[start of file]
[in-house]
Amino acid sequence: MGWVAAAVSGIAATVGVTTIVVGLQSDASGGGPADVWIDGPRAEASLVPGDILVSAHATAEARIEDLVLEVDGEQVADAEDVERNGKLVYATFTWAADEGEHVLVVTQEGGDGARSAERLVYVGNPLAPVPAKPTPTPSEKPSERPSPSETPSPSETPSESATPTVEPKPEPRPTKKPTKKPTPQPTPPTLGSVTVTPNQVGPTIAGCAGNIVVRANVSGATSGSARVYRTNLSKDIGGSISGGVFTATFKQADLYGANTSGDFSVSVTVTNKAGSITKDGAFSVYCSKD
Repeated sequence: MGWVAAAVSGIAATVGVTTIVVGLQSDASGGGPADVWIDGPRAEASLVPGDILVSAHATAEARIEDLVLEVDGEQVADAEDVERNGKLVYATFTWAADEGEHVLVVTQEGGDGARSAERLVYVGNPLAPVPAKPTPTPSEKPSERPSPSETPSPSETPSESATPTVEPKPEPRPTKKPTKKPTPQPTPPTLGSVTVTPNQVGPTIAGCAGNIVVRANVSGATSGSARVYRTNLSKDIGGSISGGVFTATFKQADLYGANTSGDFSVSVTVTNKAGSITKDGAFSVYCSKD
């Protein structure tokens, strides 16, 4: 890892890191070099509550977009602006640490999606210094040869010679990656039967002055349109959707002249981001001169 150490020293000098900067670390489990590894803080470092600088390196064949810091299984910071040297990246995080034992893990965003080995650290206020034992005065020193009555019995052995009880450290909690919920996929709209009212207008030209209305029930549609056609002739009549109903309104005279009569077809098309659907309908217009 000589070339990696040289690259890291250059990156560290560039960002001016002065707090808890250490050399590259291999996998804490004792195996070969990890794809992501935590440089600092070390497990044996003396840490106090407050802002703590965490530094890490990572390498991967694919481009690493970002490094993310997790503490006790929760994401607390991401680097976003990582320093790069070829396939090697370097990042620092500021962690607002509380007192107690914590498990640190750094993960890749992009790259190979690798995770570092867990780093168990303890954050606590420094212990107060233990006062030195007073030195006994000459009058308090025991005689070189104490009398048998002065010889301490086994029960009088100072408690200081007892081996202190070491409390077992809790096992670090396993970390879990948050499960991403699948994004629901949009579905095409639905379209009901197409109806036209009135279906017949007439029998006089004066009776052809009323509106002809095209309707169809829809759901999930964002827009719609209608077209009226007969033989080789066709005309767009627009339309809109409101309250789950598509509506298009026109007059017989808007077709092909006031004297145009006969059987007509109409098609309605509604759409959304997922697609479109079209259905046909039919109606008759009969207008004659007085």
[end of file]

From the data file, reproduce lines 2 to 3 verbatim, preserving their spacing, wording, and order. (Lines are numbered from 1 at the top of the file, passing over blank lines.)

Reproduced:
Amino acid sequence: MGWVAAAVSGIAATVGVTTIVVGLQSDASGGGPADVWIDGPRAEASLVPGDILVSAHATAEARIEDLVLEVDGEQVADAEDVERNGKLVYATFTWAADEGEHVLVVTQEGGDGARSAERLVYVGNPLAPVPAKPTPTPSEKPSERPSPSETPSPSETPSESATPTVEPKPEPRPTKKPTKKPTPQPTPPTLGSVTVTPNQVGPTIAGCAGNIVVRANVSGATSGSARVYRTNLSKDIGGSISGGVFTATFKQADLYGANTSGDFSVSVTVTNKAGSITKDGAFSVYCSKD
Repeated sequence: MGWVAAAVSGIAATVGVTTIVVGLQSDASGGGPADVWIDGPRAEASLVPGDILVSAHATAEARIEDLVLEVDGEQVADAEDVERNGKLVYATFTWAADEGEHVLVVTQEGGDGARSAERLVYVGNPLAPVPAKPTPTPSEKPSERPSPSETPSPSETPSESATPTVEPKPEPRPTKKPTKKPTPQPTPPTLGSVTVTPNQVGPTIAGCAGNIVVRANVSGATSGSARVYRTNLSKDIGGSISGGVFTATFKQADLYGANTSGDFSVSVTVTNKAGSITKDGAFSVYCSKD